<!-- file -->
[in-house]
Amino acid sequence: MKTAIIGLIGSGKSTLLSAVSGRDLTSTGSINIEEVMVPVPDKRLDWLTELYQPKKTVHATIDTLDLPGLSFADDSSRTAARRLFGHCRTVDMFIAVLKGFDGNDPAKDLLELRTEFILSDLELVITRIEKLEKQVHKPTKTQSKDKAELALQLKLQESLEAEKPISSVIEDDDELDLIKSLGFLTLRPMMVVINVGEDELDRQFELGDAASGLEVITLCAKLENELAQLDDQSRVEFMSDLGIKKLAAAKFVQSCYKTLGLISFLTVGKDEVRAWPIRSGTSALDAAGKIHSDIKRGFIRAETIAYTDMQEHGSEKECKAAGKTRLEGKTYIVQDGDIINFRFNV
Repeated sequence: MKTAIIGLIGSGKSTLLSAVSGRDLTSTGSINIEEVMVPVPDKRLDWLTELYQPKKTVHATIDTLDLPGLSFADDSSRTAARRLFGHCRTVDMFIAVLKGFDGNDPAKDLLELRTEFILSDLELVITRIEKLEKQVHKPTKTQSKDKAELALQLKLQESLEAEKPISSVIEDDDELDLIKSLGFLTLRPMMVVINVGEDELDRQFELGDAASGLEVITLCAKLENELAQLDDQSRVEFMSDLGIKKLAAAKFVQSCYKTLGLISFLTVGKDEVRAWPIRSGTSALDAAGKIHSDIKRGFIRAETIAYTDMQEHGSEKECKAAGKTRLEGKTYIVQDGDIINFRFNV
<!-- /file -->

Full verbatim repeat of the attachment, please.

[in-house]
Amino acid sequence: MKTAIIGLIGSGKSTLLSAVSGRDLTSTGSINIEEVMVPVPDKRLDWLTELYQPKKTVHATIDTLDLPGLSFADDSSRTAARRLFGHCRTVDMFIAVLKGFDGNDPAKDLLELRTEFILSDLELVITRIEKLEKQVHKPTKTQSKDKAELALQLKLQESLEAEKPISSVIEDDDELDLIKSLGFLTLRPMMVVINVGEDELDRQFELGDAASGLEVITLCAKLENELAQLDDQSRVEFMSDLGIKKLAAAKFVQSCYKTLGLISFLTVGKDEVRAWPIRSGTSALDAAGKIHSDIKRGFIRAETIAYTDMQEHGSEKECKAAGKTRLEGKTYIVQDGDIINFRFNV
Repeated sequence: MKTAIIGLIGSGKSTLLSAVSGRDLTSTGSINIEEVMVPVPDKRLDWLTELYQPKKTVHATIDTLDLPGLSFADDSSRTAARRLFGHCRTVDMFIAVLKGFDGNDPAKDLLELRTEFILSDLELVITRIEKLEKQVHKPTKTQSKDKAELALQLKLQESLEAEKPISSVIEDDDELDLIKSLGFLTLRPMMVVINVGEDELDRQFELGDAASGLEVITLCAKLENELAQLDDQSRVEFMSDLGIKKLAAAKFVQSCYKTLGLISFLTVGKDEVRAWPIRSGTSALDAAGKIHSDIKRGFIRAETIAYTDMQEHGSEKECKAAGKTRLEGKTYIVQDGDIINFRFNV